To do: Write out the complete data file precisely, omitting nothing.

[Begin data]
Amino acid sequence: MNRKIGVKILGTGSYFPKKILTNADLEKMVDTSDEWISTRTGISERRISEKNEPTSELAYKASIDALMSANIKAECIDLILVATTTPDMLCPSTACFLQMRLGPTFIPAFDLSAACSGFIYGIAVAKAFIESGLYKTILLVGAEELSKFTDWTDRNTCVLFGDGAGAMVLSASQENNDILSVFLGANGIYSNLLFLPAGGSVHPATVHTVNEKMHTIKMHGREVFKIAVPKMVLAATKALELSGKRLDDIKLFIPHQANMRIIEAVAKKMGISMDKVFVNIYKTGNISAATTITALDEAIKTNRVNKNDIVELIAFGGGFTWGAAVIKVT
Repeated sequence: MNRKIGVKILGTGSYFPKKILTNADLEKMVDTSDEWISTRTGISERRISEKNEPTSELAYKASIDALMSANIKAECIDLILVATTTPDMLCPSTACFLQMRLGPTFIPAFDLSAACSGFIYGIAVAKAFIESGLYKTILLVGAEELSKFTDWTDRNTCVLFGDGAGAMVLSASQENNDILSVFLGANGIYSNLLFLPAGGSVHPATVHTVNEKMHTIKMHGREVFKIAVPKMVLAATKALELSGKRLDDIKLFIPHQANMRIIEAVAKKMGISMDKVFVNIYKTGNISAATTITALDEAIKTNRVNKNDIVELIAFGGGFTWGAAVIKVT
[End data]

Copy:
Amino acid sequence: MNRKIGVKILGTGSYFPKKILTNADLEKMVDTSDEWISTRTGISERRISEKNEPTSELAYKASIDALMSANIKAECIDLILVATTTPDMLCPSTACFLQMRLGPTFIPAFDLSAACSGFIYGIAVAKAFIESGLYKTILLVGAEELSKFTDWTDRNTCVLFGDGAGAMVLSASQENNDILSVFLGANGIYSNLLFLPAGGSVHPATVHTVNEKMHTIKMHGREVFKIAVPKMVLAATKALELSGKRLDDIKLFIPHQANMRIIEAVAKKMGISMDKVFVNIYKTGNISAATTITALDEAIKTNRVNKNDIVELIAFGGGFTWGAAVIKVT
Repeated sequence: MNRKIGVKILGTGSYFPKKILTNADLEKMVDTSDEWISTRTGISERRISEKNEPTSELAYKASIDALMSANIKAECIDLILVATTTPDMLCPSTACFLQMRLGPTFIPAFDLSAACSGFIYGIAVAKAFIESGLYKTILLVGAEELSKFTDWTDRNTCVLFGDGAGAMVLSASQENNDILSVFLGANGIYSNLLFLPAGGSVHPATVHTVNEKMHTIKMHGREVFKIAVPKMVLAATKALELSGKRLDDIKLFIPHQANMRIIEAVAKKMGISMDKVFVNIYKTGNISAATTITALDEAIKTNRVNKNDIVELIAFGGGFTWGAAVIKVT